Think about the following situation:
It’s a rainy day. You forgot your jacket at home. You got a flat tire as you were riding your bike to school. You arrived late to class. Your professor glared at you. You spilled coffee on the paper you had to turn in, and you burned your hand in the process. You received your score from the past exam, and you got a C-.
How do you feel and react? What’s going through your head?
The attitudes we have during obstacle-ridden days are good illustrators of our mindset. Carol Dweck (2006) found two mindsets: the fixed mindset and the growth mindset. People with fixed mindsets believe that their talents, abilities, and qualities are carved in stone, whereas people with growth mindsets believe that their basic qualities such as talents and intelligence can be cultivated through their efforts (Dweck, 2006). Those with fixed mindsets avoid challenges, give up when obstacles get in their way, ignore criticism, and find the success of others threatening. Those with growth mindsets embrace challenges, persist through obstacles, learn from criticism, and are inspired by the success of others.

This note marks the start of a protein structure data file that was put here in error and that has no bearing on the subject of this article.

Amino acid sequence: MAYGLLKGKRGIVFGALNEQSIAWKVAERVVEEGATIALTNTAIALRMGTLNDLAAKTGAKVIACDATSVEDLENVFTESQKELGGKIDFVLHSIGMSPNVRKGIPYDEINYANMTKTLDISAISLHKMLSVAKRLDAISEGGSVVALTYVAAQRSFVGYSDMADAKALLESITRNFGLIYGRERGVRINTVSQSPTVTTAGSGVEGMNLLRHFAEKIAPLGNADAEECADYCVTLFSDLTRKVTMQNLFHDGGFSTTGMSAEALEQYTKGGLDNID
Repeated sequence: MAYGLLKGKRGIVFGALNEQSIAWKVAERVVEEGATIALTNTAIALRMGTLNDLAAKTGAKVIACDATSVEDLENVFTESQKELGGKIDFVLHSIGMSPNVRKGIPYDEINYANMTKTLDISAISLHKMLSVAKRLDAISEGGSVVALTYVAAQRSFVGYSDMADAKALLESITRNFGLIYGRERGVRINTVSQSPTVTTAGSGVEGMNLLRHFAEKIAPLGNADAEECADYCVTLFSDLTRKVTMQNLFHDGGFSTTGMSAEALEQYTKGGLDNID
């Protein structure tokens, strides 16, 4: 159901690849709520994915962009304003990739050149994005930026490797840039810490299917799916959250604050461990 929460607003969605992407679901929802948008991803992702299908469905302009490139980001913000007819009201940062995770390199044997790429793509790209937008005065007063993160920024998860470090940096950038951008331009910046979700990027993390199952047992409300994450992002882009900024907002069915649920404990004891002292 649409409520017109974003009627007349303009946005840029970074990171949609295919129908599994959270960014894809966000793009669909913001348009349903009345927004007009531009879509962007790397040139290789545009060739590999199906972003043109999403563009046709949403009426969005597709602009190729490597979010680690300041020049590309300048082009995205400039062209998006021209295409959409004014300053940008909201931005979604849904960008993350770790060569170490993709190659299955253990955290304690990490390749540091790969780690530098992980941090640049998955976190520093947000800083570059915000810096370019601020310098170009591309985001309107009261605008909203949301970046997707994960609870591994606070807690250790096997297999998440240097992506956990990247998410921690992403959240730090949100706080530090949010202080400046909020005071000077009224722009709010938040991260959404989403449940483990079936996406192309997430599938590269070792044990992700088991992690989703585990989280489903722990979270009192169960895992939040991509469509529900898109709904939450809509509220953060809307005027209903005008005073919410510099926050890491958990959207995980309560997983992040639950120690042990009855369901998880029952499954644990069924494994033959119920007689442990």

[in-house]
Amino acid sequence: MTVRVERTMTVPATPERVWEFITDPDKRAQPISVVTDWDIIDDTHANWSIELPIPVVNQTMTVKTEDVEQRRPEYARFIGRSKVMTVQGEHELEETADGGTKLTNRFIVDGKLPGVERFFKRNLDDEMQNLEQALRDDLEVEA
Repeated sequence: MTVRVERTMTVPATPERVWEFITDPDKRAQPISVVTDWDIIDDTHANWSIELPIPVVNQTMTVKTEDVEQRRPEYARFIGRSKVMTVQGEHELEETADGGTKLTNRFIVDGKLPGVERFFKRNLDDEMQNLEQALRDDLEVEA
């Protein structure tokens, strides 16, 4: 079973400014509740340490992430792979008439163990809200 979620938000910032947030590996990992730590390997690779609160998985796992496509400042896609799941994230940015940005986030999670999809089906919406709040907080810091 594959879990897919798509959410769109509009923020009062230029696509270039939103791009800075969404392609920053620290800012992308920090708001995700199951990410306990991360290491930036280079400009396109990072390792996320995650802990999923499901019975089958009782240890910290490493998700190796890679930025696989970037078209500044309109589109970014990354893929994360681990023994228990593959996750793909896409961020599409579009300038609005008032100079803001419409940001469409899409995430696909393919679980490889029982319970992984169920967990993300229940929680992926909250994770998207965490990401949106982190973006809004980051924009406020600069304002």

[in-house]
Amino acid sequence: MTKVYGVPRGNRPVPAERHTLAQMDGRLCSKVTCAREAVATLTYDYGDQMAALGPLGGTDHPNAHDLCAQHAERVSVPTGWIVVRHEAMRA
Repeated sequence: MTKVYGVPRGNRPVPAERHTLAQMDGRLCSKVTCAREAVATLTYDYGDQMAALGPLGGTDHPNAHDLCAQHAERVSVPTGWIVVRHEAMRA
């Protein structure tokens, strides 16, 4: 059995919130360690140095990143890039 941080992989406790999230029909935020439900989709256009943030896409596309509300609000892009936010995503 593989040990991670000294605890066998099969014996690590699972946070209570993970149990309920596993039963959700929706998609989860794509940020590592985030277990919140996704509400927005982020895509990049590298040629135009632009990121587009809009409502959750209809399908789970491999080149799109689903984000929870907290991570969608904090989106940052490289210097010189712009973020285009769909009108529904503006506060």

With the growth mindset, we can acknowledge our failures and find inspiration to keep improving. For example, getting a D on a paper is not the end-all of your college career. That D shows the potential for improvement and learning. The D might inspire you to work harder and seek out the resources and tools that will help you earn the grade you are capable of achieving. While the grade may be frustrating, your mindset will affect your response to either avoid the challenge or embrace the challenge and improve your work.